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60-minute security makeover: Prevent your own 'epic hack'

August 23, 2012 06:02 AM ET

Issue: Having multiple email addresses with same user name

Threat: Using the same prefix -- mhonan@gmail.com and mhonan@me.com -- was one factor that led to hackers knowing Honan's Apple ID user name. (Me.com is an Apple service.) Because they knew his Gmail address, they were able to see a partially blacked-out me.com address on the Google password reset page and guessed the rest.

Defense: It's easy enough to vary your email user names across domains going forward; this makes it less likely that someone can social engineer a password reset for your account. It may be tough to change your email user name on addresses you already use, however.

Time: 5-10 minutes to change an existing address that you're not using much, but significantly more if you have to notify (and perhaps remind) people who know the old address. Best to keep this rule in mind for the private address you're setting up in the step above.

Issue: Using lax Google authentication

Threat: Hackers saw the partial information for Honan's me.com address when entering his Gmail address into Google's password reset page because he hadn't turned on two-step verification. They were also able to reset his Google password after hacking into his Apple account because access to his me.com address was the sole thing anyone needed to change his Google password.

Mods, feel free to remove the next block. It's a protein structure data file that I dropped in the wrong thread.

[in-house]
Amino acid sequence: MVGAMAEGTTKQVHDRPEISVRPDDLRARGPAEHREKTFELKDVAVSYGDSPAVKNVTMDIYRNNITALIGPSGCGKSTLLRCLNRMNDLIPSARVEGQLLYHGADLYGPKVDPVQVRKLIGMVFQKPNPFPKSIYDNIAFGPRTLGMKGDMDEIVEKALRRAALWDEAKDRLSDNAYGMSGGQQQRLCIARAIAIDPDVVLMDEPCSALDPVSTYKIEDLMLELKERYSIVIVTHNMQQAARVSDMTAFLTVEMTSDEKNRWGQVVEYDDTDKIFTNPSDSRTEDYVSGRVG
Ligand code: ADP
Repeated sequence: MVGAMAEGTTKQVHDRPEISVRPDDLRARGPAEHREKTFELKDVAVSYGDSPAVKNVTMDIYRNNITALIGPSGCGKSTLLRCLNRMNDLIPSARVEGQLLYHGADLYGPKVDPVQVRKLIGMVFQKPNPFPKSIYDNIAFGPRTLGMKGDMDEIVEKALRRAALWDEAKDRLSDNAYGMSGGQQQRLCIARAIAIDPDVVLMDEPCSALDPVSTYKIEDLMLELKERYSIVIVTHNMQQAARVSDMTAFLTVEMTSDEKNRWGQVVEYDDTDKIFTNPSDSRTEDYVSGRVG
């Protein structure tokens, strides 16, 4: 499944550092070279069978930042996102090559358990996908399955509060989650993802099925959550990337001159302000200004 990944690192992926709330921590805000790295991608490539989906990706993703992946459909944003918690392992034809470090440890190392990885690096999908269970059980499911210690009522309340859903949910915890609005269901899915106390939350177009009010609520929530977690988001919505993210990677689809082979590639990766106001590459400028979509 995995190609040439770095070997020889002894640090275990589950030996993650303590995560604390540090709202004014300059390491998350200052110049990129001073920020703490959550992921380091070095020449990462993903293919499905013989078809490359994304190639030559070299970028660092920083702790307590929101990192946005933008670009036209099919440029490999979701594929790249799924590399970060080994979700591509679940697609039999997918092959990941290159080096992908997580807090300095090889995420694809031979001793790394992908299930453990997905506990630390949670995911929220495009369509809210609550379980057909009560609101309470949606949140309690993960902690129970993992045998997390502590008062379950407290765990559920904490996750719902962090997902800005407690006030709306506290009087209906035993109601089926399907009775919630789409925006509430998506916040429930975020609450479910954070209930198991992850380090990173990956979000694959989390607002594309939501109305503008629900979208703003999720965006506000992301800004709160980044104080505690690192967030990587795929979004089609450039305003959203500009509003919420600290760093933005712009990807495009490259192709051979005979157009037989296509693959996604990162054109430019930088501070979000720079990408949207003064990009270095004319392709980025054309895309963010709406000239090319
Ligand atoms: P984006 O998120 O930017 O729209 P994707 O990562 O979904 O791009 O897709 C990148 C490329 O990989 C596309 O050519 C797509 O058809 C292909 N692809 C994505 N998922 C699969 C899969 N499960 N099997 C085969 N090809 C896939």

Defense: Turn on Google's two-step verification, which requires entering an additional code sent to your mobile phone before an account password can be changed -- or even for logging in from a new device or browser. Plus, anyone trolling for information won't be able to see even part of your recovery email address. In addition, hacking into your alternate email address wouldn't be enough to change your Google password and seize control of your account. This type of two-factor authentication makes your account safer from other types of hacks as well, such as a compromised password.

While having to enter an additional code sent to your mobile phone may sound onerous, it's a lot less of a hassle than being hacked.

To enable two-step verification, go to the drop-down menu at top right under your email address to get to Account settings, then select Security from the left navigation and click the Edit button next to "2-step verification." Google provides more information on two-step verification here.

Google two-step verification
Google's two-step verification requires you to enter a special code sent to your mobile phone before you can log into your account from a new device or change your account password.

Time: Enabling two-factor authentication from your browser: 2-3 minutes. Signing in using new authentication with other browsers, devices and mobile apps: 1-2 minutes each. You'll need to do this once every 30 days on each desktop/laptop browser you use with your Google account.

Issue: Storing credit cards at online retailers

Threat: It seems harmless enough to store your credit cards on a site where even if someone breaks into your account, only the last four numbers are visible. But it turned out that the last four digits of the credit card stored in Honan's Amazon account was the last piece of ID hackers needed to breach his Apple account. While it appears that Apple has since suspended this policy and Amazon has changed its credit-card security policies as well, the last four digits of a credit card on file is probably a key piece of identification at other online destinations.

Defense: Don't store credit cards anywhere you don't have to, even if it takes some time to type in the number for each purchase.

Time: Deleting already-stored cards: 2-3 minutes per account.



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